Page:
Conservation on a working landscape
I want to share an interesting conversation I had with my friend Bruce a couple of weeks ago. We had both recently attended a meeting by the South Saskatchewan Water Stewards about environmental farm plans, decommissioning wells and the threat of zebra mussels. I had trouble imagining what Bruce, a farmer of annual crops, would get out of some of these talks. Did he have a well he needed to decommission? Any zebra mussels attached to his combine? It has been pretty wet around here the last couple of years, but I didn’t think that was it either.
Bruce explained that as farmer and a member of a local nature society, he felt it was important to understand how those from more urban settings experience and enjoy more rural, nature-filled lands. We discussed birding and wildlife-viewing opportunities on his farm, and how he personally cares for wildlife and sees some urban folk wanting to view wildlife species, more fully understand nature and how land conservation helps sustain these wildlife. Bruce and I talked about how his family farm was larger than most farms in the area (5,000 acres/2,000 hectares of crop land in the Saskatoon area), which gave him the opportunity to conserve part of his property — something that a smaller farmer might not be able to afford to do because they might need to use all of their land to grow crops.
Bruce has many examples of how he helps conserve nature. For instance, just last season while seeding a field, on two occasions a short-eared owl had flown up in front of his tractor.
Within about five minutes, Bruce found the nest and drove his equipment around it. The 15 eggs he didn’t crush remained because he knew what the species looked like and how it nested, and he had decided to take the time to make a small difference by stopping, looking carefully, and driving around the nest.
Bruce also told me about his own back 40 acres (16 hectares), which used to be the pasture for the milk cows but didn’t serve any practical purpose now. Some of his neighbours thought it looked weedy and out of place next to their tidy fields of wheat and canola. However, Bruce likes having a place to walk around and watch birds and has planted many trees on the land. He doesn’t feel the need to straighten out every field or level every bush on his farm. Those places and the plants and animals in them have a value to him, in addition to the fields he uses for agricultural purposes.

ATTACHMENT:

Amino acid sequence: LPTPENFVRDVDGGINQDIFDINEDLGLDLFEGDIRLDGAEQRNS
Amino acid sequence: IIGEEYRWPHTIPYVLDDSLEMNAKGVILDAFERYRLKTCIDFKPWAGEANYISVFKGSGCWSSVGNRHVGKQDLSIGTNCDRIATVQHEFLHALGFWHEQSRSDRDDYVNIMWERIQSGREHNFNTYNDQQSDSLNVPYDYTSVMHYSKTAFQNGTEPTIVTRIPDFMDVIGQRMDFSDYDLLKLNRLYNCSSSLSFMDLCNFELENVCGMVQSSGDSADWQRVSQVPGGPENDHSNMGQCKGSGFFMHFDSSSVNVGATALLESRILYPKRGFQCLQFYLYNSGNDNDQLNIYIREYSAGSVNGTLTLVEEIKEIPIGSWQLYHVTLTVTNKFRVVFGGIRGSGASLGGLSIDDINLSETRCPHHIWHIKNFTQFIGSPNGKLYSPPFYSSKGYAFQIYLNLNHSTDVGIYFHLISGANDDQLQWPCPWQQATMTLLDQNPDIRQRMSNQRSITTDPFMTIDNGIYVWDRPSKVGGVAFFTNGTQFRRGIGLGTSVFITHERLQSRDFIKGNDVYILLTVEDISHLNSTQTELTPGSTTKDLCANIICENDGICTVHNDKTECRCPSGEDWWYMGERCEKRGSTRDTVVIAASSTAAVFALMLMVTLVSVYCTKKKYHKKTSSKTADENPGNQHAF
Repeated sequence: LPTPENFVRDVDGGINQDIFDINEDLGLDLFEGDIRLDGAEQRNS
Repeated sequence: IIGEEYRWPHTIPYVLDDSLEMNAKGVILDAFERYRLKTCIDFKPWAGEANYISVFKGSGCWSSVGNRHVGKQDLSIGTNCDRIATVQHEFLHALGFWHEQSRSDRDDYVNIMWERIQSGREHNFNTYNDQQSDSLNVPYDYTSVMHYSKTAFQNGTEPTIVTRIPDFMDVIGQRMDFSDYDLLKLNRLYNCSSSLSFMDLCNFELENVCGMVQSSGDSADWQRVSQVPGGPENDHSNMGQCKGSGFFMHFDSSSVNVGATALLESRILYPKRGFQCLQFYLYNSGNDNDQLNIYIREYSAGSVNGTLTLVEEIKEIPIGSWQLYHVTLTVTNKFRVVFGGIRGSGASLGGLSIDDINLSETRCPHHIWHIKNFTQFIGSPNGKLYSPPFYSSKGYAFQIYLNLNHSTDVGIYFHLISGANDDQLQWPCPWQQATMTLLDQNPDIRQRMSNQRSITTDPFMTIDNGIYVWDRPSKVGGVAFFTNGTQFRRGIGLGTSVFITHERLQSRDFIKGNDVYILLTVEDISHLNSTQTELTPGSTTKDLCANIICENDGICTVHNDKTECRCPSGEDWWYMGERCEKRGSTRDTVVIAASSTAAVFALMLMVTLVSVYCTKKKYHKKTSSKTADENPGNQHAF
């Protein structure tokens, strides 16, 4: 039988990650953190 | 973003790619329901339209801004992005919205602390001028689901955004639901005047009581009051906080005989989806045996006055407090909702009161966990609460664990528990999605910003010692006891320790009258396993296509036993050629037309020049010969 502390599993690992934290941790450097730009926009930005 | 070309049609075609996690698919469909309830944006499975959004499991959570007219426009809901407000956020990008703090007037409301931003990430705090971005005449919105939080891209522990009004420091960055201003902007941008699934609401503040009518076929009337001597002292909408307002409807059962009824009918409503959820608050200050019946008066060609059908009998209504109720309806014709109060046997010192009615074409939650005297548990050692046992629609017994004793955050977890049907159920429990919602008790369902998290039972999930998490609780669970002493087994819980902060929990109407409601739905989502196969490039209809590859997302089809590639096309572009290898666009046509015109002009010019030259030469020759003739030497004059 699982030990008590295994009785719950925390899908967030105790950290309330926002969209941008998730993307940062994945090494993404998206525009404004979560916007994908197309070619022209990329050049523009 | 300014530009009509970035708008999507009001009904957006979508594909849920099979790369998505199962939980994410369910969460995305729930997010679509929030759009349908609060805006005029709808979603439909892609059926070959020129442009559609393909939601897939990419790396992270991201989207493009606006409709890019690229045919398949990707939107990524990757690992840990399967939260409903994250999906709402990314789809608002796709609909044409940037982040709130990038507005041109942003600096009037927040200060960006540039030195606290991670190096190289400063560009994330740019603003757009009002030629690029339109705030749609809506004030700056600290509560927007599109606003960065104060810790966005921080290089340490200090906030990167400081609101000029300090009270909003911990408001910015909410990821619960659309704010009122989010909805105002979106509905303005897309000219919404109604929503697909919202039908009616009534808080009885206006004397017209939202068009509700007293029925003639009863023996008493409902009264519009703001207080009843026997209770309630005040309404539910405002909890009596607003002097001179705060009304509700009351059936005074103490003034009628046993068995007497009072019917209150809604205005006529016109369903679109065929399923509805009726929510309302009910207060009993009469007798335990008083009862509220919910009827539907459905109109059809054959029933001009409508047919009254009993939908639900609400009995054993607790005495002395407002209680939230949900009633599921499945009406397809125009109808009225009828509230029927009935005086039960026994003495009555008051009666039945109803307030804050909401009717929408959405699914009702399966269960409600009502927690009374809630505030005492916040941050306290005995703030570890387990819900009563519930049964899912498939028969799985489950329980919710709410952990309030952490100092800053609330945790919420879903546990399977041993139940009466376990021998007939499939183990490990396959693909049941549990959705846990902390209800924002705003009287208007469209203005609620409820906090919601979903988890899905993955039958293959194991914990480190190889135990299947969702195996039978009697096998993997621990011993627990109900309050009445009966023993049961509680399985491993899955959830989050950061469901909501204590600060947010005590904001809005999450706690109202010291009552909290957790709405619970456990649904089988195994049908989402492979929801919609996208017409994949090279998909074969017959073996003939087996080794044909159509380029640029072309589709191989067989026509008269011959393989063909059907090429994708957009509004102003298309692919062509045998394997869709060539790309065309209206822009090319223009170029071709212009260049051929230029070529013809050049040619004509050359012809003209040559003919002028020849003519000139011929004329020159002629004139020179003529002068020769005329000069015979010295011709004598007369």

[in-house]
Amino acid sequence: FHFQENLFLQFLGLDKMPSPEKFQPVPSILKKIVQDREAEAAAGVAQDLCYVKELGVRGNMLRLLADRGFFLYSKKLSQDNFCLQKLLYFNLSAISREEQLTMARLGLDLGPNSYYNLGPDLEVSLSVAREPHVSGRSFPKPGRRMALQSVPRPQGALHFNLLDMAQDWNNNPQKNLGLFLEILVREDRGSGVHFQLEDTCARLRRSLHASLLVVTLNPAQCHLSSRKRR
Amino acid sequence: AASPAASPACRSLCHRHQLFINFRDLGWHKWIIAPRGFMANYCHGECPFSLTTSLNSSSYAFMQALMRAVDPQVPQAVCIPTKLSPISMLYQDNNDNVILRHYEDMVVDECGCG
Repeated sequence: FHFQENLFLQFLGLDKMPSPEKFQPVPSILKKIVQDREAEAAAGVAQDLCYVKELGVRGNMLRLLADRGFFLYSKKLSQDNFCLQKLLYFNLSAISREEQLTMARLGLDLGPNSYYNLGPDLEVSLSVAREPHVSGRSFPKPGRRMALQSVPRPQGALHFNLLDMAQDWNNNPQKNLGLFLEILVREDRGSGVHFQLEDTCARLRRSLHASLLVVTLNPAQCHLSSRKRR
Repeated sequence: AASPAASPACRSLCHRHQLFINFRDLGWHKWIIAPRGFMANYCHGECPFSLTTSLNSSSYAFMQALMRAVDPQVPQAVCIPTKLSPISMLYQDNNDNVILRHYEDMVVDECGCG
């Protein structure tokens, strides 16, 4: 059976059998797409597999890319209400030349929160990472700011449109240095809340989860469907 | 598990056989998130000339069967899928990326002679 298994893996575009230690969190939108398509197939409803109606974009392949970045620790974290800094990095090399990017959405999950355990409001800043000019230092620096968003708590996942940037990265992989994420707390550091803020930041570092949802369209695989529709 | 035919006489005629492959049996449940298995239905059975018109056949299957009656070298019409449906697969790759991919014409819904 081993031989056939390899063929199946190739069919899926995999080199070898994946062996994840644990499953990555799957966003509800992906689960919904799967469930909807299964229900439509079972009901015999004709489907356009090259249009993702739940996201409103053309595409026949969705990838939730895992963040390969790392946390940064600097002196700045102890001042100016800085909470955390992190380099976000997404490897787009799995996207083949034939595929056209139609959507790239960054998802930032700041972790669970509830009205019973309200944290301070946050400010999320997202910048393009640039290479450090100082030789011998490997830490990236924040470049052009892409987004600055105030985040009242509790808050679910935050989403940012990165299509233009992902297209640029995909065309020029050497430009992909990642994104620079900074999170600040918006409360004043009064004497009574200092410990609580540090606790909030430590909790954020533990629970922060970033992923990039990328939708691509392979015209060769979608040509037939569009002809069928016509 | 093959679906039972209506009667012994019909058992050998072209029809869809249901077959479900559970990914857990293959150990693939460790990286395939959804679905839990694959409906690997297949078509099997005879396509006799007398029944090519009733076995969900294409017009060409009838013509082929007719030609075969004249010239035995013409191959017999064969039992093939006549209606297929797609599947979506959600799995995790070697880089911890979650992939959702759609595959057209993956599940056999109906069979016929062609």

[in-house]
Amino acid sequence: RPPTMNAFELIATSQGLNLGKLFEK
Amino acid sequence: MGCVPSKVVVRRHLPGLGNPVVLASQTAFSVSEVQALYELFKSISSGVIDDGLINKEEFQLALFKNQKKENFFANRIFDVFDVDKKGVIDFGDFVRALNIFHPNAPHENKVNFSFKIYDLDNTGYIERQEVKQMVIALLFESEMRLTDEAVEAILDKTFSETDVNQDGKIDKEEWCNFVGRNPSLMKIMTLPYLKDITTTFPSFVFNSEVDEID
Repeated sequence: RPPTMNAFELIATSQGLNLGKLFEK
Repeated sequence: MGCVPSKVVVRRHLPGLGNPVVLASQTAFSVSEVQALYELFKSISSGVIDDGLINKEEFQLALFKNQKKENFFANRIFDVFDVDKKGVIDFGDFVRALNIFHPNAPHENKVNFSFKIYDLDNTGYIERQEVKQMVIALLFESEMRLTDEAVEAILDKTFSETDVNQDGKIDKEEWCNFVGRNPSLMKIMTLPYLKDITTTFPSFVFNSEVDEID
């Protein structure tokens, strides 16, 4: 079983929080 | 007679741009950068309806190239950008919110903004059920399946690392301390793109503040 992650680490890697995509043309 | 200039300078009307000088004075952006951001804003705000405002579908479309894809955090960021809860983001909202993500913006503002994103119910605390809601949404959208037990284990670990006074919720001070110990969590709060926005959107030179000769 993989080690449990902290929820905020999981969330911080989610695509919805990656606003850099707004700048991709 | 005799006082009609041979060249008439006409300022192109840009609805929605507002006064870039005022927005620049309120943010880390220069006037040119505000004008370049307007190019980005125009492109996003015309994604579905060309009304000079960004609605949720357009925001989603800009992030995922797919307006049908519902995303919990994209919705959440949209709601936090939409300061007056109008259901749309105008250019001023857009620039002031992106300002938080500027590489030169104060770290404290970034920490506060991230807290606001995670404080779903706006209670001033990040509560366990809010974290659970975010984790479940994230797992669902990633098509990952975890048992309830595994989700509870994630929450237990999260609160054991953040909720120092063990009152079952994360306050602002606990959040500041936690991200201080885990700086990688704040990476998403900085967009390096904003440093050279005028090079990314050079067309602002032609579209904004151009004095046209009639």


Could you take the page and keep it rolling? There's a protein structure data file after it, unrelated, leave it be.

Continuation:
Many farmers have their first encounters with nature from the seat of a tractor or by walking a bushy fence-line, perhaps exploring an old rock pile. Farmers have years of experience observing their fields, bushes, sloughs and wind breaks through the seasons.
Farmers like Bruce provide great insight for conservation organizations like the Nature Conservancy of Canada; they help us (NCC) understand the challenges of farming and how land managers are helping conserve nature. In a place where so much of the land we want to work with is held privately by people who farm, ranch or even extract gravel, collaboration with managers like my friend — someone interested in wildlife and taking extra steps to conserve natural lands and wildlife — is vital. In turn, NCC can tailor its land stewardship to complement the needs of land managers.
Bruce had some additional thoughts after reading my draft of this post:
"With some farmers, conservation of nature is only one of many considerations with their farming operation. Others take a great deal of pride in being a good steward of the land. I believe there is great opportunity to further how we farmers can help nature along. As in the case with the short-eared owls, sometimes it is a matter of us farmers being a little more exposed to some 'nature education'!"
These are the thoughts I had, not quite from the cab of my tractor, but at least with the memory (and hearing loss) of its diesel engine in mind.